We talk about how to treat allergies and we will discuss medications but first lets discuss some simple things you can do around the house. One will be difficult to do, and that is keep the house closed down as much as possible. Although we all want to open the doors and windows and get some “fresh air” in the house. Remember that “fresh air” is full of tree pollen at this time. Keeping the doors and windows closed for a few more weeks may help your allergies more than any medications. Keeping the pollen from settling in the house will minimize the longer exposure. Another thing to do is to shower at night, especially if you have been outside all day. The pollen attaches to your skin and hair and bringing that to bed with you only assures that you will be exposed to pollen all night. A quick rinsing shower in the evening will help as well. Removing the clothes you were wearing when outside and putting them in the laundry again will minimize the amount of pollen in the house.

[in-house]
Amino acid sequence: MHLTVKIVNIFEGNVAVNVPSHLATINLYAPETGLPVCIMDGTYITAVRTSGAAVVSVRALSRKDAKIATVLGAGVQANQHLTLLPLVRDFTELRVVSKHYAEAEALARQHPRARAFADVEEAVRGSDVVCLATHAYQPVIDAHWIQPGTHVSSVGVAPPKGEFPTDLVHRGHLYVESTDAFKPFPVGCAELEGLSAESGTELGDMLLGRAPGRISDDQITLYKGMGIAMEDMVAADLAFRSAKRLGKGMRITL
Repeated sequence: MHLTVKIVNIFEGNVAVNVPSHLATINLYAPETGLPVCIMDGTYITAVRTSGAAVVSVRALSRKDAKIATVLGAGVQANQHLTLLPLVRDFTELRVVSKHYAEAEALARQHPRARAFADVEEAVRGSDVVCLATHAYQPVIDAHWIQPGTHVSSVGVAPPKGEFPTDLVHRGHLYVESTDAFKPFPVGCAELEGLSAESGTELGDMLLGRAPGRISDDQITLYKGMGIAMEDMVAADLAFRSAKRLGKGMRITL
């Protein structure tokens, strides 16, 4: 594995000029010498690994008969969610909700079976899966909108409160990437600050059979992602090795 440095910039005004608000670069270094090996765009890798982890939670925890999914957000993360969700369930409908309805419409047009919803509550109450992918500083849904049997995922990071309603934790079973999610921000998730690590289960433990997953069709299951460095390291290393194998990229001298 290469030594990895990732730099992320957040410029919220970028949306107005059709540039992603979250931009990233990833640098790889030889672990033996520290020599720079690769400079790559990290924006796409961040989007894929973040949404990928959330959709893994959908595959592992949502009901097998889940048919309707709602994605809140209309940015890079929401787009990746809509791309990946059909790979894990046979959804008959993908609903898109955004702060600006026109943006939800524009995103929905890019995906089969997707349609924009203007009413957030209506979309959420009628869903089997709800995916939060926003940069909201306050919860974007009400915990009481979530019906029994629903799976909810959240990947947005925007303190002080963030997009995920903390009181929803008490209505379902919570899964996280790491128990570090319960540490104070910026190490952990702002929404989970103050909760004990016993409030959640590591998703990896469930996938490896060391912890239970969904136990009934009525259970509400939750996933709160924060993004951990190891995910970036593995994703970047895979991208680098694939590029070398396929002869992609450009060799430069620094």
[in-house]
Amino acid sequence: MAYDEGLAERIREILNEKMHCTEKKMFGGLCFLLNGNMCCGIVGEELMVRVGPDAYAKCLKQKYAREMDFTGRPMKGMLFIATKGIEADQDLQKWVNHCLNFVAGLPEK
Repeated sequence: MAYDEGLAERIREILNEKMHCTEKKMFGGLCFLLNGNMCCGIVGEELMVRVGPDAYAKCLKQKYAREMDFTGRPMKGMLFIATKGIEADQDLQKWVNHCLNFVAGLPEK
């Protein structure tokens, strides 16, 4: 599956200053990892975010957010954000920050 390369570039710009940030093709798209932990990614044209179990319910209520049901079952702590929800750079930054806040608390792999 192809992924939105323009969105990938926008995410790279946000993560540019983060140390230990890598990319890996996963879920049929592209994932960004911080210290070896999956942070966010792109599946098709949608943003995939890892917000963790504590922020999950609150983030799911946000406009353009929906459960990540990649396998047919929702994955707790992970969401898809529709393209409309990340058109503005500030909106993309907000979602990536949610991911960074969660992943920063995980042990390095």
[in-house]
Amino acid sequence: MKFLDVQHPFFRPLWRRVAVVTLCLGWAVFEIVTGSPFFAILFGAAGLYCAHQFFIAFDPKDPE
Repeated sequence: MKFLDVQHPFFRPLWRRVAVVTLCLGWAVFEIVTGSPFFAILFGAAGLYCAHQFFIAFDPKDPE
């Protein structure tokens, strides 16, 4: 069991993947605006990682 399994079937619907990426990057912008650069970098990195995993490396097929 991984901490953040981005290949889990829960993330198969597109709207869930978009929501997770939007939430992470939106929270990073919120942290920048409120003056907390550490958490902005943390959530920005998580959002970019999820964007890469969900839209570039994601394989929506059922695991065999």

As far as medication, allergy medications do not cure allergies, they reduce the symptoms. That is the goal, to block the release of histamine. Histamine is a chemical that is contained in cells in our body that is released when we are exposed to something foreign. It is a chemical that essentially helps us clear our things in our body that are foreign. The side effects of histamines are actually ways the body has to clear the foreign exposure. We don’t like to sneeze, but histamines make us sneeze, why? The body wants to clear the foreign substance from our respiratory tract, it makes our eyes water, why? Because it wants to clear the substance from our eyes, it makes us itch, why, it wants to trigger us to remove the substance from our skin, or avoid it in the future ( think poison ivy) . I think you get the concept. Histamine is actually trying to protect us, although we see it as an inconvenience.